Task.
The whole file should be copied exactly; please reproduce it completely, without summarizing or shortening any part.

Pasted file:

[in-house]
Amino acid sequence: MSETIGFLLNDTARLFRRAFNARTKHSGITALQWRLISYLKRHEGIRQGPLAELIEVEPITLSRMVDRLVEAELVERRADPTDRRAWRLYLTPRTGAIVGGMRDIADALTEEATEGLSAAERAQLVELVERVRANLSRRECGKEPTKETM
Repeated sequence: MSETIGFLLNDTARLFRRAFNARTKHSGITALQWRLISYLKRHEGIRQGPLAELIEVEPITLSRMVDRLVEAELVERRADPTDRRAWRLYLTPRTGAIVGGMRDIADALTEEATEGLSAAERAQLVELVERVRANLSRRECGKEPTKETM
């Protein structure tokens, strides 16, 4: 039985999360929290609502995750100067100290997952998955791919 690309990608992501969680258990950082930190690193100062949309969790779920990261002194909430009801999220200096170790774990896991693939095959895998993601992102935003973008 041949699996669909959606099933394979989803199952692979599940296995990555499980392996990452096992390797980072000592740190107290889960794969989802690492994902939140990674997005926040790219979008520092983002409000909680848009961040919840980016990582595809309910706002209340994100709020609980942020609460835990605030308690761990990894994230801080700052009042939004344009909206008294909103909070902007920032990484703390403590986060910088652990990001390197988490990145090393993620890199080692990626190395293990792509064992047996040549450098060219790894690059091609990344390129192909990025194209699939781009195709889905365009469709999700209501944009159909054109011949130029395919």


[in-house]
Amino acid sequence: MSETIGFLLNDTARLFRRAFNARTKHSGITALQWRLISYLKRHEGIRQGPLAELIEVEPITLSRMVDRLVEAELVERRADPTDRRAWRLYLTPRTGAIVGGMRDIADALTEEATEGLSAAERAQLVELVERVRANLSRRECGKEPTKETM
Repeated sequence: MSETIGFLLNDTARLFRRAFNARTKHSGITALQWRLISYLKRHEGIRQGPLAELIEVEPITLSRMVDRLVEAELVERRADPTDRRAWRLYLTPRTGAIVGGMRDIADALTEEATEGLSAAERAQLVELVERVRANLSRRECGKEPTKETM
């Protein structure tokens, strides 16, 4: 039985999360929290609502995750100067100290997952998955791919 690309990608992501969680258990950082930190690193100062949309969790779920990261002194909430009801999220200096170790774990896991693939095959895998993601992102935003973008 041949699996669909959606099933394979989803199952692979599940296995990555499980392996990452096992390797980072000592740190107290889960794969989802690492994902939140990674997005926040790219979008520092983002409000909680848009961040919840980016990582595809309910706002209340994100709020609980942020609460835990605030308690761990990894994230801080700052009042939004344009909206008294909103909070902007920032990484703390403590986060910088652990990001390197988490990145090393993620890199080692990626190395293990792509064992047996040549450098060219790894690059091609990344390129192909990025194209699939781009195709889905365009469709999700209501944009159909054109011949130029395919």